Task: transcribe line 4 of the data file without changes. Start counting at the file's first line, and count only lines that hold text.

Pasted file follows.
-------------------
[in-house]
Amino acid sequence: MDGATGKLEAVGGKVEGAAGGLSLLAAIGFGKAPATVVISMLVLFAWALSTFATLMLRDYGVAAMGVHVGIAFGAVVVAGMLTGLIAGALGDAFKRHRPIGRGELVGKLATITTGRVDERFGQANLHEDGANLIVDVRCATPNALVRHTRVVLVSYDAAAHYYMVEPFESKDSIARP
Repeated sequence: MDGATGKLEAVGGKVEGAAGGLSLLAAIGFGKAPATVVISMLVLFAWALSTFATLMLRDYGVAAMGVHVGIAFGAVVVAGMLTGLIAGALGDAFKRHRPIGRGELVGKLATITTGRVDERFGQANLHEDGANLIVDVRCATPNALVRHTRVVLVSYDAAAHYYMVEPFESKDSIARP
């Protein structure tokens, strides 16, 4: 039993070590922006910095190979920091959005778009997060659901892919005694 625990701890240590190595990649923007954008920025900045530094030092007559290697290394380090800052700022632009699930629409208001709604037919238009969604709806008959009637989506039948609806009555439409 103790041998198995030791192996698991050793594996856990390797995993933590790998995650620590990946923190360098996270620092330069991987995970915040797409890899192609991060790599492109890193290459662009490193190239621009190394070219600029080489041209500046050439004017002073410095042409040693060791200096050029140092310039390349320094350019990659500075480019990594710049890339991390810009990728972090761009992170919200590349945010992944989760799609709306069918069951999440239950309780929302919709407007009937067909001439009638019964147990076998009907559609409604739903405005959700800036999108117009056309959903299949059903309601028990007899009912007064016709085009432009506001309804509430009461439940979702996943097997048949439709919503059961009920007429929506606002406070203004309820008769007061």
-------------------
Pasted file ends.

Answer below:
């Protein structure tokens, strides 16, 4: 039993070590922006910095190979920091959005778009997060659901892919005694 625990701890240590190595990649923007954008920025900045530094030092007559290697290394380090800052700022632009699930629409208001709604037919238009969604709806008959009637989506039948609806009555439409 103790041998198995030791192996698991050793594996856990390797995993933590790998995650620590990946923190360098996270620092330069991987995970915040797409890899192609991060790599492109890193290459662009490193190239621009190394070219600029080489041209500046050439004017002073410095042409040693060791200096050029140092310039390349320094350019990659500075480019990594710049890339991390810009990728972090761009992170919200590349945010992944989760799609709306069918069951999440239950309780929302919709407007009937067909001439009638019964147990076998009907559609409604739903405005959700800036999108117009056309959903299949059903309601028990007899009912007064016709085009432009506001309804509430009461439940979702996943097997048949439709919503059961009920007429929506606002406070203004309820008769007061």